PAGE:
In short, a post explaining why separating out people into "high risk pools", which is being sold as a solution to the high premium/deductible issue for the individual market by Republicans, may look good on paper but is an utter disaster in practice. I'm not honestly sure why this post captured so much traffic in particular; perhaps it was the clickbait headline...which I stand by nonetheless.

This was more of a curated series of posts by myself, Andrew Sprung (xpostfactoid) and Michael Hiltzik (of the L.A. Times) in which we collectively note that for all the hand-wringing by insurance carriers like Aetna, UnitedHealthcare and Humana about losing money on the individual market under the ACA, they all seem to be making a buttload of money in the managed Medicaid/Medicare markets...in large part thanks to, yes, the ACA. Perhaps that could be used by the government when it comes to exchange participation negotiations?

Of course, all of this is likely moot going forward. With the GOP planning on beginning the destruction of the ACA in as little as 2 days and Donald Trump being sworn in as President in 19 days, I highly doubt anyone is gonna be holding Aetna's feet to the fire on just about anything anytime soon.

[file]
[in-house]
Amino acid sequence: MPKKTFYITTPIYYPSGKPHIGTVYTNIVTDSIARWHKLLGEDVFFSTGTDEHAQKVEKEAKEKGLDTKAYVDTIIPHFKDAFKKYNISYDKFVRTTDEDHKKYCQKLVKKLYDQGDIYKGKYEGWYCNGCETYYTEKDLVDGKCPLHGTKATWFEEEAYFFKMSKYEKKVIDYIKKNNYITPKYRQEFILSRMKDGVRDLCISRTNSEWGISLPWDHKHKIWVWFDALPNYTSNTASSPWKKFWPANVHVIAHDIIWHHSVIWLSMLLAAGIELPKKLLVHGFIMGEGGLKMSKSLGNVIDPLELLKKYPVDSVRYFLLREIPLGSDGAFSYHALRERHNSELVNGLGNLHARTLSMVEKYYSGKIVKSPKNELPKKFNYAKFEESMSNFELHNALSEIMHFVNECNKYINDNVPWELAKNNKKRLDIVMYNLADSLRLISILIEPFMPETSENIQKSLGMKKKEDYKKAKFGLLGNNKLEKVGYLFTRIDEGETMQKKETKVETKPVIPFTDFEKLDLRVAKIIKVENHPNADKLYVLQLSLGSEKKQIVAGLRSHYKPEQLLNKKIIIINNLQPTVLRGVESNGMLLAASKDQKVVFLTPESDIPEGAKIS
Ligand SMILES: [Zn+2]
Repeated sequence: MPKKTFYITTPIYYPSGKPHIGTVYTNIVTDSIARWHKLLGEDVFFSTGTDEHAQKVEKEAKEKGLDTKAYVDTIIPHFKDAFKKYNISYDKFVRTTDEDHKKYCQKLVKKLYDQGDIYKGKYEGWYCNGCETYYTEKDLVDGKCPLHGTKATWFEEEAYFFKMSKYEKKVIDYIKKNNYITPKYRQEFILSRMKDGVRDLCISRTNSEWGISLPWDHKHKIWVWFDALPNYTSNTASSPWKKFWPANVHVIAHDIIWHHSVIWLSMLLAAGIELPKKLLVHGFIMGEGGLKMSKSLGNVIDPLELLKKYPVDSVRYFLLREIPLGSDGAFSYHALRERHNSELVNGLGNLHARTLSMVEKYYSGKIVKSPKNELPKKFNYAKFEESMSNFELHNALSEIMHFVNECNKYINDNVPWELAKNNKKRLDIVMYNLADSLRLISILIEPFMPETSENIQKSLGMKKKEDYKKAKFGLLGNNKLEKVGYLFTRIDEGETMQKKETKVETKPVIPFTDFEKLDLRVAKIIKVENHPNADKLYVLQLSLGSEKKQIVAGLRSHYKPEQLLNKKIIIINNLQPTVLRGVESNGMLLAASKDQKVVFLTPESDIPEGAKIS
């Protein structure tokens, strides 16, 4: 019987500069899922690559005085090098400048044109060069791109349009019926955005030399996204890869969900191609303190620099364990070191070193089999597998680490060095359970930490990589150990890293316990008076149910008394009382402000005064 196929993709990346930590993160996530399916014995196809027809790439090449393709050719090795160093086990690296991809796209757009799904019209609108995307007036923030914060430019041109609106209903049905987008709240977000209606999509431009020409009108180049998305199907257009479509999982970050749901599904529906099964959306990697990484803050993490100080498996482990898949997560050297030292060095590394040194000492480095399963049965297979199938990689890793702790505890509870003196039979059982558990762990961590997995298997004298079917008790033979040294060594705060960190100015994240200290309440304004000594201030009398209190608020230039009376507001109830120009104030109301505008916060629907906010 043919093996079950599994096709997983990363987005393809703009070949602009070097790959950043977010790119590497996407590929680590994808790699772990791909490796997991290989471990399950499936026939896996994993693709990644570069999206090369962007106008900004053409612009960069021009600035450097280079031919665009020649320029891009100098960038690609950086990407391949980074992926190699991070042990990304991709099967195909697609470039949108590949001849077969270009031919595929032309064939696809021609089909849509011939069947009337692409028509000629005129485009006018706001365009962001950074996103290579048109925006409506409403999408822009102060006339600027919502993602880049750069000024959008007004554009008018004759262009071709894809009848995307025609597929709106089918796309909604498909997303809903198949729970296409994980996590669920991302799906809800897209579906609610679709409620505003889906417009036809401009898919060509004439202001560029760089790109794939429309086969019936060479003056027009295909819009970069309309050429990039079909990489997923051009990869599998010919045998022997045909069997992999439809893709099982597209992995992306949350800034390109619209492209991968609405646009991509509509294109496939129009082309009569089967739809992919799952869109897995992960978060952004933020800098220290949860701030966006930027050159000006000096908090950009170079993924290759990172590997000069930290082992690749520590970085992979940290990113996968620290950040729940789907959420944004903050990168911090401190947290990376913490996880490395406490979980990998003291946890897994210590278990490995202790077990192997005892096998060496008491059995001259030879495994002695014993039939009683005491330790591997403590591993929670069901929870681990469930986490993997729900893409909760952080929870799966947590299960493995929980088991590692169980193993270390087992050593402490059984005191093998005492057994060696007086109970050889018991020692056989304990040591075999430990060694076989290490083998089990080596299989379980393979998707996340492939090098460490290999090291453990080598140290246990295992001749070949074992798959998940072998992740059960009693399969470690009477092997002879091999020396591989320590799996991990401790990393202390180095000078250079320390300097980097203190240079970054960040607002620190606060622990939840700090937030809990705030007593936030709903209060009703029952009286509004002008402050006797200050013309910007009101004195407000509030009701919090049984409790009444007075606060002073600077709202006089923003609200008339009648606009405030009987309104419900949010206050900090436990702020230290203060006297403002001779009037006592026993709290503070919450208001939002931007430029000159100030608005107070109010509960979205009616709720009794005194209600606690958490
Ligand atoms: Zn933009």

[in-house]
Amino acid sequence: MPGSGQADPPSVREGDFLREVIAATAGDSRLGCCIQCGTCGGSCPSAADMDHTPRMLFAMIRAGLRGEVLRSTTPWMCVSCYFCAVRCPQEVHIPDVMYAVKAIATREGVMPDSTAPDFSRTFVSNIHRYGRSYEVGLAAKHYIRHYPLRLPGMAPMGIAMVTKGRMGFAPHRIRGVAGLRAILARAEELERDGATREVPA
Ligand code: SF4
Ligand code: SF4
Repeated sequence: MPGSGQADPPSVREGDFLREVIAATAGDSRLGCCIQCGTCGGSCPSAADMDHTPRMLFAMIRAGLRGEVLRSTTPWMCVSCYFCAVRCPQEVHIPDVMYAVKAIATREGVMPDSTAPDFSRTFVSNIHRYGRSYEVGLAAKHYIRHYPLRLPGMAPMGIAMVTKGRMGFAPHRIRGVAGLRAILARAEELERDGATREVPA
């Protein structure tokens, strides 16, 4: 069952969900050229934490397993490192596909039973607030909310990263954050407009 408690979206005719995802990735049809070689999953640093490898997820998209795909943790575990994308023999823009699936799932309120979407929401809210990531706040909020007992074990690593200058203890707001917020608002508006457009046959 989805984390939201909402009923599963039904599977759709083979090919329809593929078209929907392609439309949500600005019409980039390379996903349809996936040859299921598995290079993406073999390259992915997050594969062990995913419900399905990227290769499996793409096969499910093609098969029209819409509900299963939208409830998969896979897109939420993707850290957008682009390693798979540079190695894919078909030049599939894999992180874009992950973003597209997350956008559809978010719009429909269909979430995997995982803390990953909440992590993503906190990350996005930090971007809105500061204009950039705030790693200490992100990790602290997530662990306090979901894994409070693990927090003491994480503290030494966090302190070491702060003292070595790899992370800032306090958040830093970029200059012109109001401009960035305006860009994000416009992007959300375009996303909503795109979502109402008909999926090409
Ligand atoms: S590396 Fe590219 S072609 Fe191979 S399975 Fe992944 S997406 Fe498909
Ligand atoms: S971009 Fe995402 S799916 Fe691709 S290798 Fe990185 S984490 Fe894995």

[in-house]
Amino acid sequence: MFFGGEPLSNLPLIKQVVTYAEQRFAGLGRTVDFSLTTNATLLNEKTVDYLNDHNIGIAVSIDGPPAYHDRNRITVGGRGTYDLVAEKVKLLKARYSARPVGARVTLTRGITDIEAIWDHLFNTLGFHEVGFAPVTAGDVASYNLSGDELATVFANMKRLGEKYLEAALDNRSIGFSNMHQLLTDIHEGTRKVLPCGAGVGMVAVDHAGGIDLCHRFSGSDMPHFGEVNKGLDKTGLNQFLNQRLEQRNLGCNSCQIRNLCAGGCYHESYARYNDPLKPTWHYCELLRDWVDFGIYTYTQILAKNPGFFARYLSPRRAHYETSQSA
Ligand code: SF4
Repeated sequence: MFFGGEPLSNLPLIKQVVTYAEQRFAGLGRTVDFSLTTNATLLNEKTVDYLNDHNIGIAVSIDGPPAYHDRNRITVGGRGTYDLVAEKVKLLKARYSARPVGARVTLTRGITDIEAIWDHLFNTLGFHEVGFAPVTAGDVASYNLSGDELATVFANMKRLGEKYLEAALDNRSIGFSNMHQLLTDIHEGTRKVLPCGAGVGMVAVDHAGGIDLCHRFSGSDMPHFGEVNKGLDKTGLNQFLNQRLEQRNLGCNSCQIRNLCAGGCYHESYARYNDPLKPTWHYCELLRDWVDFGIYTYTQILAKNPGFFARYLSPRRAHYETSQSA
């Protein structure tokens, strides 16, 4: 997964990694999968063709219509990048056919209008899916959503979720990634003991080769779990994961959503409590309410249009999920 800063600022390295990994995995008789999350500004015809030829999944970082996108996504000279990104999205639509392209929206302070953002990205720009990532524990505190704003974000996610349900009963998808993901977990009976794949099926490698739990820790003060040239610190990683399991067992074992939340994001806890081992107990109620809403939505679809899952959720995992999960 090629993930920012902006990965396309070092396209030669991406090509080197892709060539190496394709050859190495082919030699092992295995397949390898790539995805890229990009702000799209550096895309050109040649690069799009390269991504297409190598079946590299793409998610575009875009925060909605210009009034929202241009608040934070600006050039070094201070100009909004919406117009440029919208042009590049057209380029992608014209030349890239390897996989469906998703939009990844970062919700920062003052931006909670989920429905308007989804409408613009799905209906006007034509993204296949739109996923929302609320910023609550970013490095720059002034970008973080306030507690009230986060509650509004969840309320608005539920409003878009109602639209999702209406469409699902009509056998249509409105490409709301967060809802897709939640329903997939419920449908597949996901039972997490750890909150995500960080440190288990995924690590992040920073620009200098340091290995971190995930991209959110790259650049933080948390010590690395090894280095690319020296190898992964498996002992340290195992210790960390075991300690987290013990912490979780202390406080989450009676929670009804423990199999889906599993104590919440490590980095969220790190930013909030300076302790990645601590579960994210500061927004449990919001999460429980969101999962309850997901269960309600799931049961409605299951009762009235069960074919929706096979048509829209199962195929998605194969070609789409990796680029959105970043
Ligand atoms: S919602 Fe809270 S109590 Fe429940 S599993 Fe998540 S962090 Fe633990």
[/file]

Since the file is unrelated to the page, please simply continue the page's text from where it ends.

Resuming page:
Anyway, that was 2016 in a nutshell.

For 2017, I suspect site traffic will be pretty high through right around April or so, as I try to keep up with the insanity of the Trump Administration/GOP-controlled Congress as they rip everything apart while lying through their teeth about who and how many people will be screwed by their actions. As it happens, I'm officially committed to maintaining the site up through the end of April as well. After that...well, that depends on what sort of arrangements I can make with advertisers, donations and/or other sources of revenue. Then again, depending on the outcome of the Trump/GOP's actions, it might be a moot point by then as well.

As an aside, here are similar charts for 2014 and 2015. As you can see, there were fewer significant spikes in the prior years, although nothing can compare to the big one on March 31, 2014 (the official deadline of the very first Open Enrollment Period, although they also tacked on a 2-week "overtime" period to handle the overflow traffic). I've yet to surpass that record and likely never will (the day of the Supreme Court's King v. Burwell ruling came close).